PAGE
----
An earlier review I had done on LibraryThing back in 2007, edited and posted here to test out the review section of The Whole Book Experience.
According to Crispin Elsted, of the Barbarian Press, Venus & Adonis is one of two lengthy narrative poems written by Shakespeare early in his career, when plague forced the closure of the theatres and he took the opportunity to write something non-theatrical. This poem, The Rape of Lucrece, and probably the sonnets – or at least a good many of them – date from the early 1590s.
Having recently read Lysistrata, I was struck by the two different approaches taken by the women in these two books. In Lysistrata, the women refuse to have sex with the men until they end a senseless war (Hmmmm…are you reading this Mrs. Bush and Mrs. Cheney?); while in Venus & Adonis the heroine tries to keep Adonis from dangerous boar hunting with all that her love can offer. It worked for Lysistrata but not for Venus.
I love Shakespeare’s use of natural imagery in the verse:
Fondling, she saith, since I have hemd thee here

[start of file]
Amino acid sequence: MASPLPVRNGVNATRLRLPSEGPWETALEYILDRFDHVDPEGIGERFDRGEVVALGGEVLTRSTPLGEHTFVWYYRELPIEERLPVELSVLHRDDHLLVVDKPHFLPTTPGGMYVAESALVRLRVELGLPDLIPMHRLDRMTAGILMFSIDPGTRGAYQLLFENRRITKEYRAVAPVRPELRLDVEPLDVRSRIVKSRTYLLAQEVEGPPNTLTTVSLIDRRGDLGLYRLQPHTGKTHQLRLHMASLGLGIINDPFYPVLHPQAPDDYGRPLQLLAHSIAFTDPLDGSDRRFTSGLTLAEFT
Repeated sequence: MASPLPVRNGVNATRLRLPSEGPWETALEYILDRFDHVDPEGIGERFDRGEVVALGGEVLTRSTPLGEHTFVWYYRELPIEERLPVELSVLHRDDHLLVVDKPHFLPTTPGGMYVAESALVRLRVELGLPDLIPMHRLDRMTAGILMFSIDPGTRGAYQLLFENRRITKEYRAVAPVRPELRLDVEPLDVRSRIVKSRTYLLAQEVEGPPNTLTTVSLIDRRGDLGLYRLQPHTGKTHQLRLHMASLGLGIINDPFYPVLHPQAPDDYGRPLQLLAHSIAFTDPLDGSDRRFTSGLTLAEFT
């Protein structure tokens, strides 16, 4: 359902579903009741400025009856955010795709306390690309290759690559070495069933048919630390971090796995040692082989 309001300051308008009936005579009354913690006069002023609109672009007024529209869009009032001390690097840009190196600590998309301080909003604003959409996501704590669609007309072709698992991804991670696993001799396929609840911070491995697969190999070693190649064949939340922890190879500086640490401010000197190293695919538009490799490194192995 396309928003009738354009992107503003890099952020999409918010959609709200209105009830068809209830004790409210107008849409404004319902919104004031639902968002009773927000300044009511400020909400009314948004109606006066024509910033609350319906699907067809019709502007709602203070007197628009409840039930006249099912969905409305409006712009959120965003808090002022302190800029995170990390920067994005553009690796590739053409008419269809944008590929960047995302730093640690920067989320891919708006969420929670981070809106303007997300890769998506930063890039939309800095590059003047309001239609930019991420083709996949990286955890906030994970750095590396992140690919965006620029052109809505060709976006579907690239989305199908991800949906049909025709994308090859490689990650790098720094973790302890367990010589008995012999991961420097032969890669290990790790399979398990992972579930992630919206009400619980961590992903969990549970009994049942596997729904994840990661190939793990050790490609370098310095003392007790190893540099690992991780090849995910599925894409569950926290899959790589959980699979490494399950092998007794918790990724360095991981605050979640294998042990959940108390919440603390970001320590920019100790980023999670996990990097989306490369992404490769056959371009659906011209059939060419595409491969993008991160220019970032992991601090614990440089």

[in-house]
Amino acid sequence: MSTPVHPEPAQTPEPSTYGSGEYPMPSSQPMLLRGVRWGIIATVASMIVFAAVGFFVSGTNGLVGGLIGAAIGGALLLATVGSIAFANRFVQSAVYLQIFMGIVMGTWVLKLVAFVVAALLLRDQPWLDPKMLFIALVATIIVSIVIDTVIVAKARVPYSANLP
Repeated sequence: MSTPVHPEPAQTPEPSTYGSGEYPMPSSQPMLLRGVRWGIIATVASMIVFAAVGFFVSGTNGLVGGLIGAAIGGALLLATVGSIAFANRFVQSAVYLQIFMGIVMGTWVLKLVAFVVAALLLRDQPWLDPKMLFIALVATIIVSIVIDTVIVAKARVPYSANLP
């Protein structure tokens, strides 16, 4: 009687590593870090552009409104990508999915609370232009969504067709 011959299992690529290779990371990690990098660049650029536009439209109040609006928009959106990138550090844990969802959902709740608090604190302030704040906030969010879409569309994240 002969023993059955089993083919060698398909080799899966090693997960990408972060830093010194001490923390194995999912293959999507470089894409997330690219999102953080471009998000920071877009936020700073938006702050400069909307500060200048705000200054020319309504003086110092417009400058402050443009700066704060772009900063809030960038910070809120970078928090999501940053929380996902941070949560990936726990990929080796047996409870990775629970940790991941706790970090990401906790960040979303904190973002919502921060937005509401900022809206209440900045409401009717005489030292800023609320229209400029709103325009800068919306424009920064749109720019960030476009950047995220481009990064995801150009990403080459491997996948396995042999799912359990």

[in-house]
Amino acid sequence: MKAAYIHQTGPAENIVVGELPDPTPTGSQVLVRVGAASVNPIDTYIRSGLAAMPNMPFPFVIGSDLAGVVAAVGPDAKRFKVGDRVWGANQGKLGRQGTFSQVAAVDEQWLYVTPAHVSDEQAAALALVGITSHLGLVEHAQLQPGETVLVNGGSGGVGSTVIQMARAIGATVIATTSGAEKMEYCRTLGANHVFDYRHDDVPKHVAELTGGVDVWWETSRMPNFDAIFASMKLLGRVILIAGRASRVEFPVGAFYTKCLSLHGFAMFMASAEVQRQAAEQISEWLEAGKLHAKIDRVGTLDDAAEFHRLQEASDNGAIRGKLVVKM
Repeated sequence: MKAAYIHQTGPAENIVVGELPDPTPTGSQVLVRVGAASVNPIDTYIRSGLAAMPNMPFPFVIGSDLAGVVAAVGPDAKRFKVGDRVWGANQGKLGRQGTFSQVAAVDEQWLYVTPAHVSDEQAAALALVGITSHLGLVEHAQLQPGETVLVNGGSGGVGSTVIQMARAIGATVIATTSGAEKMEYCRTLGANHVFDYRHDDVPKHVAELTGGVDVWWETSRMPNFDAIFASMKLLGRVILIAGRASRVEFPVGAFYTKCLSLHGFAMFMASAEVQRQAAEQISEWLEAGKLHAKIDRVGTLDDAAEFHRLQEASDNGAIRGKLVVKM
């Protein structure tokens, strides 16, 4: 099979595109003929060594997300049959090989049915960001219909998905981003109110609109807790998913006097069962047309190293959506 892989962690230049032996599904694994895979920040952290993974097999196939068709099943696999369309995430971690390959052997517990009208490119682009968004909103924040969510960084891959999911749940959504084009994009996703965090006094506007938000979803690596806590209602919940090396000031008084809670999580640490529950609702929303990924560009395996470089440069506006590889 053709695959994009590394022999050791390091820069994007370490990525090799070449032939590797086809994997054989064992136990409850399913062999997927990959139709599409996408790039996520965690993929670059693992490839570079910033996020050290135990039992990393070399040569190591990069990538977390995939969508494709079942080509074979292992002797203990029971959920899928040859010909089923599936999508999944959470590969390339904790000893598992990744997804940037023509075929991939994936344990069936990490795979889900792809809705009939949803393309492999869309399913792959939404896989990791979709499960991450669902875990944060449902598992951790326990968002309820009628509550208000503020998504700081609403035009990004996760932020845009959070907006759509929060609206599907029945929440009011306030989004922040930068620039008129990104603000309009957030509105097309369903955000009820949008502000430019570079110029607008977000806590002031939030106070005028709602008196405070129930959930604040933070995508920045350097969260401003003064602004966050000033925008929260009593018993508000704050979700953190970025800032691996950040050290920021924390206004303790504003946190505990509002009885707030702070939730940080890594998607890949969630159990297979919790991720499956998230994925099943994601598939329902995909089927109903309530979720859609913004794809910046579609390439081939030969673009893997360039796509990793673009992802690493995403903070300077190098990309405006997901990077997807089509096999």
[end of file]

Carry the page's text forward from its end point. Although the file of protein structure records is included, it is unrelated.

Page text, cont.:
Within the circuit of this ivorie pale,
Ile be a parke, and thou shalt be my deare:
Feed where thou wilt, on mountaine, or in dale;
Graze on my lips, and if those hils be drie,
Stray lower, where the pleasant fountaines lie.
As for this edition from Barbarian Press, it is out of this world. The illustrations by Andy English are absolutely beautiful. The setting and choice of type and the binding make the book a joy to hold and read. This was my first book from the Barbarian Press and I highly recommend a look by those interested in small private presses. The proprietor’s are delightful and knowledgeable as well.
Venus & Adonis was shortlisted for the first Gregynog Prize for Letterpress Book Design, Oxford, 2005.